Evangelicalism is a theological position built upon the idea that the Church’s mission is evangelism with the goal of salvation through Jesus Christ—the act of being born again. Evangelicals are represented by work of Rev. Billy Graham of (Billy Graham Evangelistic Ministry), Rev. Timothy Kamau of (Biblia Husema Studios, Kijabe), the Christian Union Movement in Kenya and those street preachers of the 70s and 80s who packed Uhuru Park with loudspeakers and called people to be ‘born again’. This is a legitimate mission based upon the work of Christ on the Cross-and His command to his disciples as recorded in Mathew 28:19. “Go ye therefore to all the world to make men my disciples, baptizing them in the name of the Father, the Son, and the Holy Spirit, teaching them to observe all that I have commanded you.” This is what we call evangelism, which comes from the root word ‘evangel’ meaning ‘good news’.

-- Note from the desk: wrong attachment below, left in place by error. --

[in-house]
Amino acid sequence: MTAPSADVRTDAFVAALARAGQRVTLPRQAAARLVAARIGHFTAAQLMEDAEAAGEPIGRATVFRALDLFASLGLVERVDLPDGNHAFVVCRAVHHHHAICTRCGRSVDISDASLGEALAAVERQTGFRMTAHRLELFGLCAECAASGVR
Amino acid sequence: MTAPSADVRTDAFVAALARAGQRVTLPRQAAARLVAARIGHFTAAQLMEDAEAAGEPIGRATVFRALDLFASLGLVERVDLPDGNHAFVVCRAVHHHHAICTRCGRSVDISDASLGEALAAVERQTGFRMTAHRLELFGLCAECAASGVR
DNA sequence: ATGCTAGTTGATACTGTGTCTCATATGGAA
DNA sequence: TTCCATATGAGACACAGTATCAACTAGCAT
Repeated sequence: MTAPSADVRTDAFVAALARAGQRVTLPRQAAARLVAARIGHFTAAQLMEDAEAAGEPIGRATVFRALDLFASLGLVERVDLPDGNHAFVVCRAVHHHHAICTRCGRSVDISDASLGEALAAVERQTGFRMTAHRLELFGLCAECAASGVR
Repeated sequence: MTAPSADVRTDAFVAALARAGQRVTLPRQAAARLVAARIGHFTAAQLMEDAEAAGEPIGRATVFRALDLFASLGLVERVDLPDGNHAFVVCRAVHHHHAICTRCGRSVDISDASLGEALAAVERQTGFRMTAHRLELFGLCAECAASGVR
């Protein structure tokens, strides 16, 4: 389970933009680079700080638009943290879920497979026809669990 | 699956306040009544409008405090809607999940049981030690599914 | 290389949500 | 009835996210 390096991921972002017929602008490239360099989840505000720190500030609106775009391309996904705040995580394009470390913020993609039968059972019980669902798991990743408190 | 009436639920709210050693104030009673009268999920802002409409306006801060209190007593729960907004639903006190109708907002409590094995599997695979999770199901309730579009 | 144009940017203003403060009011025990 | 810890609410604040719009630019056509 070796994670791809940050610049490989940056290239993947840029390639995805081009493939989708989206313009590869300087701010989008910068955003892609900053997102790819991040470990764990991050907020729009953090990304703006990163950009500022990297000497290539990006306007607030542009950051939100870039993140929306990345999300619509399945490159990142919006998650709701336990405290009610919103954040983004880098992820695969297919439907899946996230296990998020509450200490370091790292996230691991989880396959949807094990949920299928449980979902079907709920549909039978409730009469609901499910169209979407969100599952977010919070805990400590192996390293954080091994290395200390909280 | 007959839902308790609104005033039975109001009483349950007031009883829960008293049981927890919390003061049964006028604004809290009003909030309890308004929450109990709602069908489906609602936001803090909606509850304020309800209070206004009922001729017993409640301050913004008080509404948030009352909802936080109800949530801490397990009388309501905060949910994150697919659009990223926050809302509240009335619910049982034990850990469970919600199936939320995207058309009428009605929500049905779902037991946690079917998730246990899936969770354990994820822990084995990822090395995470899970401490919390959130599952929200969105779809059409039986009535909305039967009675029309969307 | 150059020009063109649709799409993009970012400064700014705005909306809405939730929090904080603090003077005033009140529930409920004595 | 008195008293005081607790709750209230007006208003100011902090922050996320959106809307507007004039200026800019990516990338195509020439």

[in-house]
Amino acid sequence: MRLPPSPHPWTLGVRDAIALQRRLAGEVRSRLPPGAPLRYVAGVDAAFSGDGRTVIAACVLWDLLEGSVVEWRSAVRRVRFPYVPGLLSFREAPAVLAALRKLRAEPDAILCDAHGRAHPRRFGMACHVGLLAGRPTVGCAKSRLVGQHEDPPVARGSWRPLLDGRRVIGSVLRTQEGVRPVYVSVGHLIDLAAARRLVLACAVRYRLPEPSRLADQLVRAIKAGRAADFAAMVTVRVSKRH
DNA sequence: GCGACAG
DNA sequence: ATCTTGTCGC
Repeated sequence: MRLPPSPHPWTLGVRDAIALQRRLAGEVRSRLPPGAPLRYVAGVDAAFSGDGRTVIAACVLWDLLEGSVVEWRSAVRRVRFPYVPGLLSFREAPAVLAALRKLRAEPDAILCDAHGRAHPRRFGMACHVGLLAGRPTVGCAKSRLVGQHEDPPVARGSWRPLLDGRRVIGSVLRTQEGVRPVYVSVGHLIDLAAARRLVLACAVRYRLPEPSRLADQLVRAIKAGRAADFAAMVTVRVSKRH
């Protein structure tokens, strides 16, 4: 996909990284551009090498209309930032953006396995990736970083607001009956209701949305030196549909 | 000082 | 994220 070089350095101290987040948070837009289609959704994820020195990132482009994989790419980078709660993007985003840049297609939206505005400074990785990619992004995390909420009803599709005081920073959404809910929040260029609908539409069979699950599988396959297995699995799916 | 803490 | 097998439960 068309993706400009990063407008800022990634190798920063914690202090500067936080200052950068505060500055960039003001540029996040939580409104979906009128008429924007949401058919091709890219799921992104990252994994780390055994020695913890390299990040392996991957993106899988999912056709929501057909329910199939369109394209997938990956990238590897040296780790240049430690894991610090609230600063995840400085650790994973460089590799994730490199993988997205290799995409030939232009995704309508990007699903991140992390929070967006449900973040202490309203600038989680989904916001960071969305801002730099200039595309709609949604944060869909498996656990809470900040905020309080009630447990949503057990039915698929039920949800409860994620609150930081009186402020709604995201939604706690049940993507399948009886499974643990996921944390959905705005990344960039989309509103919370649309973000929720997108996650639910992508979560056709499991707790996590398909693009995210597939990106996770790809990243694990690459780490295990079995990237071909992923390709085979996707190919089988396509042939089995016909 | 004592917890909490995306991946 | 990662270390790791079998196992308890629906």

The Rev.Timothy Njoya is also Evangelical. But his personal evangel is blurred by his ambition and social contract with liberation theology. Njoya and I ministered together in Ngong Hills. He was the minister assigned to PCEA Ngong when I was the minister serving under AIC Ngong District Church Council (On’gata Rongai, Kesirian, Matasia, and Ngong Hills) between 1985 and 1987. He was a great mentor and all his young people attended my youth group services at AIC Ngong Hills given that his church did not have a vibrant youth program. We met several times for prayer and Njoya truly is a

prayer warrior and personally believes in the idea of being ‘born again’. He encouraged the youth and others to be born again.